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Paranoid Reflections

Slavoj Žižek: What’s going on?, 3 April 2003

... Everyone fears the possibility that the US attack on Iraq will have a catastrophic outcome – an ecological disaster of gigantic proportions, high American casualties, a terrorist attack in the West. If the war is over quickly (perhaps even by the time this is published) and if Saddam’s regime disintegrates, there will be a general sigh of relief, even among many critics of US policy ...

The Military-Poetic Complex

Slavoj Žižek: Radovan Karadzic’s Poetry, 14 August 2008

... Now that Radovan Karadzic has finally been arrested it is time to recall that Karadzic, a psychiatrist by profession, was not only a ruthless political and military leader, but a poet. His poetry should not be dismissed as ridiculous: it deserves a close reading, since it tells us something about the way ethnic cleansing works. Here are the first lines of an untitled poem, identified by its dedication, ‘For Izlet Sarajlic’: Convert to my new faith crowd I offer you what no one has had before I offer you inclemency and wine The one who won’t have bread will be fed by the light of my sun People nothing is forbidden in my faith There is loving and drinking And looking at the Sun for as long as you want And this godhead forbids you nothing Oh obey my call brethren people crowd A leader who offers his subjects ‘inclemency and wine’ stands for the obscene call of the superego: all prohibitions should be suspended so that the subject might enjoy a destructive orgy without end ...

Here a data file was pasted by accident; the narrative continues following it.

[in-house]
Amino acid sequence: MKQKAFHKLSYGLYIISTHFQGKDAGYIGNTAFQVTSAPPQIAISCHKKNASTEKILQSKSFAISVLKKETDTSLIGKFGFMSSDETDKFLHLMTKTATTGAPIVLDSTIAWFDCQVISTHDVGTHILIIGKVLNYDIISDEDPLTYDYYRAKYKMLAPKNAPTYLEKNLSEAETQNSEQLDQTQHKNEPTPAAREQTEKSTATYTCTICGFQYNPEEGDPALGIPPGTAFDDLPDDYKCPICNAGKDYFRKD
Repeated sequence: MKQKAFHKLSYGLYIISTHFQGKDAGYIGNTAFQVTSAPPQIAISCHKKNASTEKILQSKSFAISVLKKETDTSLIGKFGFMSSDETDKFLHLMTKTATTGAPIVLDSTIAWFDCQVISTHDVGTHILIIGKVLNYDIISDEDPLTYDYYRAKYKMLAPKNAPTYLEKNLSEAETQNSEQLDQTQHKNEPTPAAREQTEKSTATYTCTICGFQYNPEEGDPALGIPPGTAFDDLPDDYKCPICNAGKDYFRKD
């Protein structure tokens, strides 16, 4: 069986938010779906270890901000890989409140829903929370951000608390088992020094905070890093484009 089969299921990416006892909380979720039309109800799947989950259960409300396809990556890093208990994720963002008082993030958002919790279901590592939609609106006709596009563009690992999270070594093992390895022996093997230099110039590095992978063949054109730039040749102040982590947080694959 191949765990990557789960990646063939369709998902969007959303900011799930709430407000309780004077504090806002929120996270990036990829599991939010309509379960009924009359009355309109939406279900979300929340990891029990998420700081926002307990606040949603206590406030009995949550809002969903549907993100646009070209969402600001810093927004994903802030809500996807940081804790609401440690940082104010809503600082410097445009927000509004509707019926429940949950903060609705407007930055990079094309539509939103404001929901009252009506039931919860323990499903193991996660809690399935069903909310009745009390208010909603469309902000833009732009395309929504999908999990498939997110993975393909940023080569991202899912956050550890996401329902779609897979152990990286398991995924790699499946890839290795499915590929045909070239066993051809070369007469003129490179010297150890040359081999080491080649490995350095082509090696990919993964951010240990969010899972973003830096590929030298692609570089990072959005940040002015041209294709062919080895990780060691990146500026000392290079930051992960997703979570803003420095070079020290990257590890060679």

Lenin Shot at Finland Station

Slavoj Žižek: Counterfactuality and the conservative historian, 18 August 2005

What Might Have Been: Imaginary History from 12 Leading Historians 
edited by Andrew Roberts.
Phoenix, 208 pp., £7.99, May 2005, 0 7538 1873 6
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... Why is the flourishing genre of ‘what if?’ histories the preserve of conservative historians? The introduction to such volumes typically begins with an attack on Marxists, who allegedly believe in historical determinism. Take this latest instalment, edited by Andrew Roberts, who has himself contributed an essay on the bright prospects that would have faced Russia in the 20th century had Lenin been shot on arriving at the Finland Station ...

Between Two Deaths

Slavoj Žižek: The Culture of Torture, 3 June 2004

... Does anyone still remember ‘Comical Ali’, Saddam’s information minister Mohammed Saeed al-Sahaf, who, in his daily press conferences, heroically stuck to the Iraqi line in the face of the most glaring evidence? (He was still claiming that TV footage of US tanks on the streets of Baghdad were just Hollywood special effects when the tanks were only a few hundred yards from his office ...

Save us from the saviours

Slavoj Žižek: Europe and the Greeks, 7 June 2012

... Imagine a scene from a dystopian movie that depicts our society in the near future. Uniformed guards patrol half-empty downtown streets at night, on the prowl for immigrants, criminals and vagrants. Those they find are brutalised. What seems like a fanciful Hollywood image is a reality in today’s Greece. At night, black-shirted vigilantes from the Holocaust-denying neo-fascist Golden Dawn movement – which won 7 per cent of the vote in the last round of elections, and had the support, it’s said, of 50 per cent of the Athenian police – have been patrolling the street and beating up all the immigrants they can find: Afghans, Pakistanis, Algerians ...

Post-Wall

Slavoj Žižek: Neo-Anti-Communism, 19 November 2009

... It is commonplace, 20 years after the fall of the Berlin Wall, to hear the events of that time described as miraculous, a dream come true, something one couldn’t have imagined even a couple of months beforehand. Free elections in Poland with Lech Walesa as president: who would have thought it possible? But an even greater miracle took place only a couple of years later: free democratic elections returned the ex-Communists to power, Walesa was marginalised and much less popular than General Jaruzelski himself ...